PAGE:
we will be doing what is best for our own family.
* * *
THE SERVANT GENERAL
THE WAY FORWARD IN CHRIST
SPIRITUAL RENEWAL AND SOCIAL JUSTICE
1 John 4:19-5:4
In the Church today there is the tension between spiritual
renewal and social justice. There should be no dichotomy
between the two, as both are part and parcel of Christian
life and work. But unfortunately there is. There are those
who work at spiritual renewal but hardly have any concern
about the poor. On the other hand, there are those who are
so-called social justice warriors but who give in to the
culture of death in pursuing their goals.
look at the Sustainable Development Goals of the United
Nations, to which our Church has subscribed to. The ultimate
goal is a world without poverty. In pursuing this goal,
there are the thrusts, among others, of zero hunger, gender
equality, clean energy, and climate action. These would
seem to be good, but on closer scrutiny, these bring in
the culture of death. To achieve the goal, there is the
promotion of such evils as LGBT and abortion. Blaming much
of poverty and climate change on overpopulation, it looks
to drastically limiting the population of the world. That
necessitates the whole gamut of the culture of death.
is authentic Christian teaching?
we look not only to God but also to our neighbor. We are
to love them both. “If anyone says, ‘I love
God,’ but hates his brother, he is a liar; ….
This is the commandment we have from him: whoever loves
God must also love his brother.” (1 Jn 4:20a,21).
We are all children of God. So we must be concerned about
our brothers, especially the least of our brethren.
we look to justice in the world. Justice is giving to everyone
what is his due. To the poor is due a equitable share of
the world’s goods. But the goods of the world are
under the control of the rich and powerful. So Solomon prays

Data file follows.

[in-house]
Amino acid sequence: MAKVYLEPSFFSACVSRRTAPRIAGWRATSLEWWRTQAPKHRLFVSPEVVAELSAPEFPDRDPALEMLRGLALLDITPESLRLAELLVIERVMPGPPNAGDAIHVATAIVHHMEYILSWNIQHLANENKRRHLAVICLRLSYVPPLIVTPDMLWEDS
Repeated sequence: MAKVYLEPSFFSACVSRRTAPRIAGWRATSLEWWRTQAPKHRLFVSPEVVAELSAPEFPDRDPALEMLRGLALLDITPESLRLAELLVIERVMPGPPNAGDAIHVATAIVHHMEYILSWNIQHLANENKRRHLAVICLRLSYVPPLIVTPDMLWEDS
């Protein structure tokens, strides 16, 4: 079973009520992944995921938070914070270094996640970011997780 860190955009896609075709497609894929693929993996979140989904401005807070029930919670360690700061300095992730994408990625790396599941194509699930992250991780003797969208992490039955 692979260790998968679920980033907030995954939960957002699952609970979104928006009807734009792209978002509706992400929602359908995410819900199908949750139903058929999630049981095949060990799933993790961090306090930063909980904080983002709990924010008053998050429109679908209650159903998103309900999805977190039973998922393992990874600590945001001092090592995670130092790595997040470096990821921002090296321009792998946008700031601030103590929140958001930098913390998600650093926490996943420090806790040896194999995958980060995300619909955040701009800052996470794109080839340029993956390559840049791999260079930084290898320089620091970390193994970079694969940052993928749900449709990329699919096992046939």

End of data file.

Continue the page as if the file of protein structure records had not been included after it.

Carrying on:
that the king “may govern your people with justice,
your oppressed with right judgment” (Ps 72:2b).
social justice, basically work with the poor, is at the
heart of the Christian faith. Jesus himself took on the
words of the prophet Isaiah: “The Spirit of the Lord
is upon me, because he has anointed me to bring glad tidings
to the poor.” (Lk 4:18a). God has a preferential option
for the poor. So should we as Church.
what is glad tidings? It is the gospel. It is the proclamation
of salvation in Jesus. It is announcing the coming of the
Kingdom of God in our midst. Now if the Kingdom of God is
firmly established in the world, then there will be social
justice. The poor would not be deprived but would properly
be cared for.
with much of social work today, here is the problem: there
is work with the poor, but Jesus and the Kingdom of God
have been left out. There is a drive for social justice
but not for spiritual renewal. The focus is on man and not
on God. There is feeding of the body but not of the soul.
With acceptance of the culture of death in social development
programs, work with the poor has become work against Christian
morality and faith.
Jesus was sent “to proclaim liberty to captives ….
and to proclaim a year acceptable to the Lord.” (Lk
4:18b,19). He was called to proclaim and of course
to do the actual work of “recovery of sight to the
blind, to let the oppressed go free” (Lk 4:18c). The
two go together. The proclamation and the actual work. The
good news is not just material or physical well-being, but
spiritual well-being. The poor are fed not just with physical
food but spiritual food.
when messengers of John the Baptist asked Jesus if he was
the Messiah, he said to them, “Go and tell John what
you have seen and heard: the blind regain their sight, the
lame walk, lepers are cleansed, the deaf hear, the dead
are raised, the poor have the good news proclaimed to
them.” (Lk 7:22). If we follow the logical flow
of contrasts that happen (blind see, lame walk, etc.), then
Jesus should have said “the poor become rich.”
But no. The poor have the gospel preached to them. This
is the gospel of the Kingdom.
social justice without spiritual renewal is not what God
intends. Rather, there is spiritual renewal, and social
justice will naturally flow out of that.